Tablets 1 mg and 3 mg
contain synthetic melatonin (N-acetyl-5-metoxy-tryptamine), which is chemically
identical to the natural hormone melatonin, 1 mg and 3 mg, respectively.
Its empirical formula is C13H16N2O2, with a molecular weight of 232.28.
In addition to the active ingredient melatonin, the tablets contain dibasic calcium phosphate, dihydrate; micro-crystalline cellulose; sodium starch glycolate; and magnesium stearate.
Mechanism of Action: Melatonin is a hormone synthesized in the pineal gland and, to a lesser extent, in the retina. Melatonin’s excretion, which peaks after dark, follows a day/night rhythm not only in humans but in all species studied, and is responsible for sleep induction. The pineal gland, even at the melatonin peak levels produces minute amounts of this substance, measured in nanograms (1x10-9 g) per ml of serum. According to Maestroni and Conti (1993) physiological concentrations of melatonin can stimulate the release of opioid peptides by activated T-helper lymphocytes. These melatonin-induced-immuno-opioids (MIIO) mediate the immunoenhancing and anti-stress effects of melatonin and crossreact immunologically with anti-beta-endorphin and anti-met-enkaphalin antisera. Dawson and Encel (1993) suggested that the hypnotic effect ascribed to melatonin is exerted through its effect on the thermoregulatory mechanism. Those authors believe that by lowering core body temperature, melatonin reduces arousal and increases sleep propensity.
Metabolism: Melatonin is metabolized in the liver, which
converts melatonin to 6-hydroxymelatonin, and the product is excreted in
the urine as sulfate and glucuronide (Kopin et al., 1961). The metabolism
of melatonin in the central nervous system is very fast through the oxidation
of melatonin to N-acetyl-5-metoxykynurenamine via N-acetyl-N-formyl-5-metoxykynurenamine
(Hirata et al., 1974).
Melatonin is quickly absorbed and also quickly excreted, as evidenced by a number of clinical tests.
In a series of important studies on the bioavailability and pharmacokinetics of melatonin (Waldhauser F., et al., 1984), in which 80 mg of melatonin was administered orally to 5 young male volunteers, the peak serum melatonin levels were observed 60-150 min. after administration, and remained stable for about 90 min. In a summary/follow up study, the same research group (Waldhauser F., Steger H. and P. Vorkapic, 1987) reported that the measured average biological half-life for the absorption from the gastrointestinal tract was 24 min., and a calculated average biological elimination half-life was 53 min., respectively.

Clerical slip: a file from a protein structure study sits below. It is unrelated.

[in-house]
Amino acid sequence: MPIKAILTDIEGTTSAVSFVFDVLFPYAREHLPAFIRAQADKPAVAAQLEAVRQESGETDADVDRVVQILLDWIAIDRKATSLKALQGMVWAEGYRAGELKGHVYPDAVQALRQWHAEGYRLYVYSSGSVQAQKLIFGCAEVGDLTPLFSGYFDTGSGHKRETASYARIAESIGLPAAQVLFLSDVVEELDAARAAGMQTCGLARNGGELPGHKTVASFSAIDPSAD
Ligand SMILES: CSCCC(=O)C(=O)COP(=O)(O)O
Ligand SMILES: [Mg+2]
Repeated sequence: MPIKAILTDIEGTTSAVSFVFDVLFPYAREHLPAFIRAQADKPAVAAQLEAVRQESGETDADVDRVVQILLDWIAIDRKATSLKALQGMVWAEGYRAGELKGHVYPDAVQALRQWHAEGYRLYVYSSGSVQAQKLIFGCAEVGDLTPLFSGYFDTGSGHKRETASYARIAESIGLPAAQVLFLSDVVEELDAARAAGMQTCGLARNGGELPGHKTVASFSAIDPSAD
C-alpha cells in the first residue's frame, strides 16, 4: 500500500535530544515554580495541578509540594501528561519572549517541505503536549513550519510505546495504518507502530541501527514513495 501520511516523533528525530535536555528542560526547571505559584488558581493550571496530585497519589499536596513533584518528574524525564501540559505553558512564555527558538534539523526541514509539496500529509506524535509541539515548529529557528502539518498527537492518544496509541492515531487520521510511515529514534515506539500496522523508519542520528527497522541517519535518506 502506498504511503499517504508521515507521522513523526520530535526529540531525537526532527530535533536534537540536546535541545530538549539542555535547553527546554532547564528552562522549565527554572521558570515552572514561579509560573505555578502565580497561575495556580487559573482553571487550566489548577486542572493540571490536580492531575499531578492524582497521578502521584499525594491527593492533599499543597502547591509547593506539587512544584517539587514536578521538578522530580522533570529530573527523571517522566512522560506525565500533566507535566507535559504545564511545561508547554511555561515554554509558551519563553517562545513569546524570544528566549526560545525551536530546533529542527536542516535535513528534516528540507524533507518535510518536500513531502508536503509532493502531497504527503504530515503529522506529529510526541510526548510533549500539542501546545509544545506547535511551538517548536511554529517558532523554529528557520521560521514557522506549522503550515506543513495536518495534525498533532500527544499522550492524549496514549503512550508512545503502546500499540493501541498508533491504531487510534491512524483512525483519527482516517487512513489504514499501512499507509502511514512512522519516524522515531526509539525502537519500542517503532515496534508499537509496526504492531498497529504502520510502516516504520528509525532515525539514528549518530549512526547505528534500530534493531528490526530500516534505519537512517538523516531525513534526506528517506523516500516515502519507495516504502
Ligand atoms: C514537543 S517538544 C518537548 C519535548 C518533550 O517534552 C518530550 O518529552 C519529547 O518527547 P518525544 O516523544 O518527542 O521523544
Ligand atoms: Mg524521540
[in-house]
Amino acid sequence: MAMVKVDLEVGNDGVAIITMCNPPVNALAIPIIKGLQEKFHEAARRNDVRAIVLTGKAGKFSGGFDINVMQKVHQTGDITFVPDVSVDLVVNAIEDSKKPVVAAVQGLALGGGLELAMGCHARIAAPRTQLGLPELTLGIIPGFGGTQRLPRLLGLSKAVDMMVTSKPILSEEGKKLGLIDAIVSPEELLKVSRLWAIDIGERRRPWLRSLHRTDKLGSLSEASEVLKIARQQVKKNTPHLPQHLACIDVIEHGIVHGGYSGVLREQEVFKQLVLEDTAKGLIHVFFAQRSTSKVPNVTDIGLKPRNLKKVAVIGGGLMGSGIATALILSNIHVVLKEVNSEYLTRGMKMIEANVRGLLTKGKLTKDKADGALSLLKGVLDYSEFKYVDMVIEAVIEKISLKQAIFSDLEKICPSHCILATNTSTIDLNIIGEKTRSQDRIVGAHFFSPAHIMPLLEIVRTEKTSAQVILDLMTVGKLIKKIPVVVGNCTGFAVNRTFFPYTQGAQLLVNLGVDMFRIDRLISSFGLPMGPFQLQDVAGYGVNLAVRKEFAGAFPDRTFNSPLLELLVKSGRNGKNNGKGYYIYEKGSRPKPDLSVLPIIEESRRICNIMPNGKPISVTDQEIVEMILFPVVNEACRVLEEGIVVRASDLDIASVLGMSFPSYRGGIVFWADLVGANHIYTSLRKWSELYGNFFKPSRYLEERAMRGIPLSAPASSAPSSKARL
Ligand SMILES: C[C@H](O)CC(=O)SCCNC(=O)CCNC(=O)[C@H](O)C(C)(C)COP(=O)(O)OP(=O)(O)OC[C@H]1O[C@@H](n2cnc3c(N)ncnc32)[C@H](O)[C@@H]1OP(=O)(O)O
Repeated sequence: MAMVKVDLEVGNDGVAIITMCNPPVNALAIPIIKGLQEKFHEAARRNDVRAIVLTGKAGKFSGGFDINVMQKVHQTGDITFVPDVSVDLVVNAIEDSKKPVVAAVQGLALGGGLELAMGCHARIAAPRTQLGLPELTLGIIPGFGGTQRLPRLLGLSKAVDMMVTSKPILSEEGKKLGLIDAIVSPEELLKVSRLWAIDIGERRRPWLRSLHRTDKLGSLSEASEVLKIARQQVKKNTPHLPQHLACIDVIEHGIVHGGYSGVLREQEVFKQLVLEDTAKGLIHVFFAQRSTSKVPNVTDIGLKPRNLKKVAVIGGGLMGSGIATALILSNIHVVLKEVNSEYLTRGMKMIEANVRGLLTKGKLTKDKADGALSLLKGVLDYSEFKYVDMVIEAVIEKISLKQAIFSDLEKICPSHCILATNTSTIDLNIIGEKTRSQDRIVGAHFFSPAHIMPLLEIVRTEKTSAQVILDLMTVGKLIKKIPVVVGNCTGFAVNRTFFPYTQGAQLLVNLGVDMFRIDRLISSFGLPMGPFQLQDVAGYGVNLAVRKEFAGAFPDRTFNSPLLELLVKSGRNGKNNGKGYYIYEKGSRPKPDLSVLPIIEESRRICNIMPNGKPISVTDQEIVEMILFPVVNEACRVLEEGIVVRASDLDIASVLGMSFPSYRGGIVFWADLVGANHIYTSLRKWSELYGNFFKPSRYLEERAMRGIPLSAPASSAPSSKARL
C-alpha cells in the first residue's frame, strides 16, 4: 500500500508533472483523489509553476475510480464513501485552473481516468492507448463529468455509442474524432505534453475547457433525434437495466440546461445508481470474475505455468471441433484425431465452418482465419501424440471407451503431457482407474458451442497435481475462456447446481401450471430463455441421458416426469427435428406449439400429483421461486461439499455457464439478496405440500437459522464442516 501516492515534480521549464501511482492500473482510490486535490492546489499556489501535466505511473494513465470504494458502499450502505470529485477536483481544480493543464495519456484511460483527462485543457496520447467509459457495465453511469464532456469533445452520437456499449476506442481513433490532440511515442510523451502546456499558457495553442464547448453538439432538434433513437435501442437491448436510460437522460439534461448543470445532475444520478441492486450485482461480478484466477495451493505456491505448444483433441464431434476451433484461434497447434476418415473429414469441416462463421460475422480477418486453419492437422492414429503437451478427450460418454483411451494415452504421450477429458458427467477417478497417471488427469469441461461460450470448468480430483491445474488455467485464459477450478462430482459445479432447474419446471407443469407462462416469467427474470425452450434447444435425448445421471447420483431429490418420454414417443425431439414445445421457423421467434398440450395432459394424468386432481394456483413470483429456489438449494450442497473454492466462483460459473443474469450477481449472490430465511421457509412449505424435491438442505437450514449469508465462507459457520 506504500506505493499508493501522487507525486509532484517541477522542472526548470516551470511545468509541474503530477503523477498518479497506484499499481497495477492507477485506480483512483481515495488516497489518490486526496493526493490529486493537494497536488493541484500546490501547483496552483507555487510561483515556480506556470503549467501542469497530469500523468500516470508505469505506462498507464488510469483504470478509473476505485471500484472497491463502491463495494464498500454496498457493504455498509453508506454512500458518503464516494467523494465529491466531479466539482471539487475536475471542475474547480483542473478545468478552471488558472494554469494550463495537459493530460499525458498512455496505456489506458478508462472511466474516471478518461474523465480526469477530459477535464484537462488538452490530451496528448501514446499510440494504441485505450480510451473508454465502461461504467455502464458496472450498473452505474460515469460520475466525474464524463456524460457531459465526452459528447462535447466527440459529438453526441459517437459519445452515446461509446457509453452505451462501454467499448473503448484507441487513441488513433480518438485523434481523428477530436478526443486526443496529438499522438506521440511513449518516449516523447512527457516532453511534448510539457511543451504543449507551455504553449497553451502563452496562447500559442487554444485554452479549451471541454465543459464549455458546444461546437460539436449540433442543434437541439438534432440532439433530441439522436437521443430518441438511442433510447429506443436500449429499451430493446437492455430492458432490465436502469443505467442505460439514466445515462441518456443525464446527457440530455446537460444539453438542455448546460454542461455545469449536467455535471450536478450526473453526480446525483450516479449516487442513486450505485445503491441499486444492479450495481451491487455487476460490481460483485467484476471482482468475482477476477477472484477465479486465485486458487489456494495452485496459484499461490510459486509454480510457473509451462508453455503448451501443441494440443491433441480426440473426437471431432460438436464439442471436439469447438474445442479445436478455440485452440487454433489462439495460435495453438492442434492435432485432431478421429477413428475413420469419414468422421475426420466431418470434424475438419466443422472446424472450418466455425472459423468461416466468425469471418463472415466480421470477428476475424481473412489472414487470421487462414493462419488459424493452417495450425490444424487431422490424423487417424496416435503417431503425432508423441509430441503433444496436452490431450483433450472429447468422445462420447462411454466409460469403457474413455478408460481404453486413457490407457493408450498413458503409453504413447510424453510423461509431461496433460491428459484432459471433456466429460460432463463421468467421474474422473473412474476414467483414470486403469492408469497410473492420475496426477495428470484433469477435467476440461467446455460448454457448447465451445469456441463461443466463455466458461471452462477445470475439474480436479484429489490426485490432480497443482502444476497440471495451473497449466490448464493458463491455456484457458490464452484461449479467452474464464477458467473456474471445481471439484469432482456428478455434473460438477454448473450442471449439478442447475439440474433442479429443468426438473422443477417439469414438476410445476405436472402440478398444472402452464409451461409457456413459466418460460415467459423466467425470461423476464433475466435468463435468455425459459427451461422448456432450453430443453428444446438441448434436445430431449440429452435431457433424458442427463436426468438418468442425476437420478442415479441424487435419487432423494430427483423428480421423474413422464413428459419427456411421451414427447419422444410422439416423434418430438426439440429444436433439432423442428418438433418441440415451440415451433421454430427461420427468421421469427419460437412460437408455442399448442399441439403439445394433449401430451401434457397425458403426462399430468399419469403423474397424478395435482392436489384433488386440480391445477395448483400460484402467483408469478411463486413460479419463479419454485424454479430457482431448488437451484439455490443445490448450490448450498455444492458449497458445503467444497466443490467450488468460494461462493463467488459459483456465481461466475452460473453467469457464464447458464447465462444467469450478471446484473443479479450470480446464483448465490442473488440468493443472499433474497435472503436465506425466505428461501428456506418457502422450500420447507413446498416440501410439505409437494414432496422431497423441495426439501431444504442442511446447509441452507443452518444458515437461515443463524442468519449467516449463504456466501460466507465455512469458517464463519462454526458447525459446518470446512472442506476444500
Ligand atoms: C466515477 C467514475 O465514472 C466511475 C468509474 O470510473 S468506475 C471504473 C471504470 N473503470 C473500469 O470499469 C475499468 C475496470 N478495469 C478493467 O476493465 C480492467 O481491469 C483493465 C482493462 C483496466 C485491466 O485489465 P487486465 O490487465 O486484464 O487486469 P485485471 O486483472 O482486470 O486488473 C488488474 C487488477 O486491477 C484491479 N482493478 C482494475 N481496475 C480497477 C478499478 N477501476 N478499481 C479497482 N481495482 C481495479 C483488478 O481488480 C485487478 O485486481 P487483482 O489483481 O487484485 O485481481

Aldhous et al. (1985) measured the plasma concentrations of melatonin in men, fasting and fed. A 2-mg dose gave reproducibly timed peak plasma concentrations. 30 to 60 min. after ingestion plasma melatonin remained at or above endogenous nigh-time level for 3-4 h, regardless of the subjects’ nutritional status. The mean elimination half-lives were between 32 and 40 min. Similar results were reported by Voordouv et al. (1992). The peak serum level (over 100 ng/ml) after an oral administration of a single dose 75 mg to women, was observed to occur in less than 60 min. It rapidly fell to 50% of the maximum in another 60-min. period, to reach a physiological level in about 6-8 hours after the administration.
Melatonin was administered orally to 20 healthy volunteers at 11:45 (Dollins et al.., 1993). The mean serum melatonin levels measured starting 75 min. after the oral administration correlated well with the dosage used and were as follows:
Dose, mg Placebo 10 20 40 80
Serum concentration, ng/ml 0 4 8 17 33
The serum concentration levels were reduced to only one half of those reported above after 4 hr. and 45 min. The mean oral temperature decreased by up to 0.35 °C and was the lowest 4 hr. and 45 min. after the administration.
Highlights of Clinical Studies: Lieberman et al. (1984)
studied the immediate behavioral effects of melatonin in a double-blind,